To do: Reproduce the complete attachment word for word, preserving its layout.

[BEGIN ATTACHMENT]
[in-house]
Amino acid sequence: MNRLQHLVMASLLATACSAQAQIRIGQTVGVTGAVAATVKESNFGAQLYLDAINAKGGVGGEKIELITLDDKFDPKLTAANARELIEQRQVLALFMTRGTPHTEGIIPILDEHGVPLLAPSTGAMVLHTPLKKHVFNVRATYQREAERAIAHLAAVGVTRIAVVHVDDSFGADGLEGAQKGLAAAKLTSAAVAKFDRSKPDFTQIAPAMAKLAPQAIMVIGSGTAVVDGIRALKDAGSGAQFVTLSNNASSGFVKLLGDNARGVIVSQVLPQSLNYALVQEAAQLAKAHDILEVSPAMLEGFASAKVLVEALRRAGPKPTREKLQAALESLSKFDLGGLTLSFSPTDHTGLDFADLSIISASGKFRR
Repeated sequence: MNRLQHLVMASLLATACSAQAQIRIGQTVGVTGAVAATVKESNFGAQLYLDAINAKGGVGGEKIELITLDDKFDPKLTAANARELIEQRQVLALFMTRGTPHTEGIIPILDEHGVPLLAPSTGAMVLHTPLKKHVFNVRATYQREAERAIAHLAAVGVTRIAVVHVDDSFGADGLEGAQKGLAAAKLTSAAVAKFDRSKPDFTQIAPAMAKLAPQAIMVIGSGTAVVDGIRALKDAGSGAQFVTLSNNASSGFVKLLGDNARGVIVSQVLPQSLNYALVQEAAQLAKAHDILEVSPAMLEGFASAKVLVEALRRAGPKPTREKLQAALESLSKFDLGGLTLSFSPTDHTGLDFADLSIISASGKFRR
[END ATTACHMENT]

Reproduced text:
[in-house]
Amino acid sequence: MNRLQHLVMASLLATACSAQAQIRIGQTVGVTGAVAATVKESNFGAQLYLDAINAKGGVGGEKIELITLDDKFDPKLTAANARELIEQRQVLALFMTRGTPHTEGIIPILDEHGVPLLAPSTGAMVLHTPLKKHVFNVRATYQREAERAIAHLAAVGVTRIAVVHVDDSFGADGLEGAQKGLAAAKLTSAAVAKFDRSKPDFTQIAPAMAKLAPQAIMVIGSGTAVVDGIRALKDAGSGAQFVTLSNNASSGFVKLLGDNARGVIVSQVLPQSLNYALVQEAAQLAKAHDILEVSPAMLEGFASAKVLVEALRRAGPKPTREKLQAALESLSKFDLGGLTLSFSPTDHTGLDFADLSIISASGKFRR
Repeated sequence: MNRLQHLVMASLLATACSAQAQIRIGQTVGVTGAVAATVKESNFGAQLYLDAINAKGGVGGEKIELITLDDKFDPKLTAANARELIEQRQVLALFMTRGTPHTEGIIPILDEHGVPLLAPSTGAMVLHTPLKKHVFNVRATYQREAERAIAHLAAVGVTRIAVVHVDDSFGADGLEGAQKGLAAAKLTSAAVAKFDRSKPDFTQIAPAMAKLAPQAIMVIGSGTAVVDGIRALKDAGSGAQFVTLSNNASSGFVKLLGDNARGVIVSQVLPQSLNYALVQEAAQLAKAHDILEVSPAMLEGFASAKVLVEALRRAGPKPTREKLQAALESLSKFDLGGLTLSFSPTDHTGLDFADLSIISASGKFRR